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Glitter-pooping unicorn toy rips off Black Eyed Peas: lawsuit



#Glitterpooping #unicorn #toy #rips #Black #Eyed #Peas #lawsuit

The poop is hitting the fan with the Black Eyed Peas.

BMG Rights Administration — the music publishing firm for the Grammy-winning group behind hit comparable to “I Gotta Feeling,” “Increase Increase Pow” and “Where Is the Love?” — is suing a toymaker over its line of pooping unicorn dolls. The swimsuit alleges that “My Poops” — a tune carried out in a video by MGA Leisure’s “Poopsie Slime Shock” dolls — rips off the Black Eyed Peas’ 2005 hit “My Humps.”

Sure, the exact same tune the place Fergie famously rapped about her “pretty woman lumps.”

The swimsuit is asking for no less than $10 million in damages for MGA’s advertising of the “Poopsie Slime Shock” dolls in a video with them singing “My Poops.” And one of many dolls — which excrete sparkly slime — even sings “My Poops” if you push its heart-shaped stomach button. 

How cute.

The "Poopsie Slime Surprise" unicorn dolls.
The “Poopsie Slime Shock” unicorn dolls excrete sparkly slime.
Amo Toys

BMG — which owns 75 % of the composition copyright to “My Humps” — is alleging similarities with the tune’s melodies, lyrics and chords. In keeping with the grievance, MGA  — greatest recognized for its Bratz dolls — ignored a cease-and-desist discover from BMG.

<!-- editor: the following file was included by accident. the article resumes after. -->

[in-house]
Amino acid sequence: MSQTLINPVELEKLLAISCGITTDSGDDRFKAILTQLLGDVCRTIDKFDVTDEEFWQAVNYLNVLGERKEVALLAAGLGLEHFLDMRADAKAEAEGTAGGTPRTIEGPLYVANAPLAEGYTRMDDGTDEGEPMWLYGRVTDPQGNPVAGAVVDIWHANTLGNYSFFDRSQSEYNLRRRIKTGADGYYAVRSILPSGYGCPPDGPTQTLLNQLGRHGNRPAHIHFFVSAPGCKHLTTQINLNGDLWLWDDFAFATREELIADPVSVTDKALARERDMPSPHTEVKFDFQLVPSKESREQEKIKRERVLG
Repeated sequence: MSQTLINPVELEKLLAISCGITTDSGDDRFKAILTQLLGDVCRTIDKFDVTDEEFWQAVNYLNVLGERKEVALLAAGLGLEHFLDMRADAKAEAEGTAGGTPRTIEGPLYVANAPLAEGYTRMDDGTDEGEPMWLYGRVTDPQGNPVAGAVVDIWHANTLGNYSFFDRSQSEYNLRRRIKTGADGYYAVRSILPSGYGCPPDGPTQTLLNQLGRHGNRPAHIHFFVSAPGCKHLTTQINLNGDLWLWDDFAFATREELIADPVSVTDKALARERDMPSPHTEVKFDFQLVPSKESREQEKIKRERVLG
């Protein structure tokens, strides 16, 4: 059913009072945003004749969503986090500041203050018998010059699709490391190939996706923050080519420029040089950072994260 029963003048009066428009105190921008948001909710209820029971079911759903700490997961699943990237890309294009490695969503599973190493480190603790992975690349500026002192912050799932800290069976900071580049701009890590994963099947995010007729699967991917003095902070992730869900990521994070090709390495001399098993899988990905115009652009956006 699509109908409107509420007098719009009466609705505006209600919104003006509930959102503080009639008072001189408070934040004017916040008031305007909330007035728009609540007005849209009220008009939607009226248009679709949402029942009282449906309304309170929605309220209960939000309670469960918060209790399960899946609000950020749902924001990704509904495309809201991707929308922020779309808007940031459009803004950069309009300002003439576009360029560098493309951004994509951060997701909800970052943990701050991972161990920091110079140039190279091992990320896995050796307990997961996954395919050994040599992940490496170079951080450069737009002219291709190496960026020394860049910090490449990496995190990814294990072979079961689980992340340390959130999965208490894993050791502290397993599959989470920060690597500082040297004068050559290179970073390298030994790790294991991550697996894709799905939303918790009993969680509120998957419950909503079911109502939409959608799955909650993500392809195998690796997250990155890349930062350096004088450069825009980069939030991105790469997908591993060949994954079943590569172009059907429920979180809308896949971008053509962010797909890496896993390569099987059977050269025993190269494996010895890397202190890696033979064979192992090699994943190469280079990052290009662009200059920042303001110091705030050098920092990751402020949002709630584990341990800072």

“My Humps” was the third single from the Black Eyed Peas’ multiplatinum 2005 album “Monkey Enterprise.” The tune — on which Fergie shares lead vocals with — reached No. 3 on the Billboard Scorching 100, and its accompanying clip received Greatest Hip-Hop Video on the 2006 MTV Video Music Awards.

The Black Eyed Peas
The Black Eyed Peas hit No. 3 with “My Humps” in 2005.

It was considered one of a string of hits that the Peas had with Fergie earlier than the singer left the group in 2018. Since then, BEP hasn’t matched the heights that after led them to headline the Super Bowl halftime show in 2011.

The now-trio — which is rounded out by and Taboo — launched its newest album, “Elevation,” in November, however the LP didn’t take off on the charts.

Whereas “honest use” permits you to legally parody copyrighted songs as new works, “Bizarre Al” Yankovic chooses to license all of the tunes that he offers his comical spin. And, within the case of “My Poops,” it’s trickier when a parody tune is used as blatant advertising or as part of a consumer product.

BMG Rights Administration and MGA Leisure didn’t instantly reply to The Put up’s requests for remark.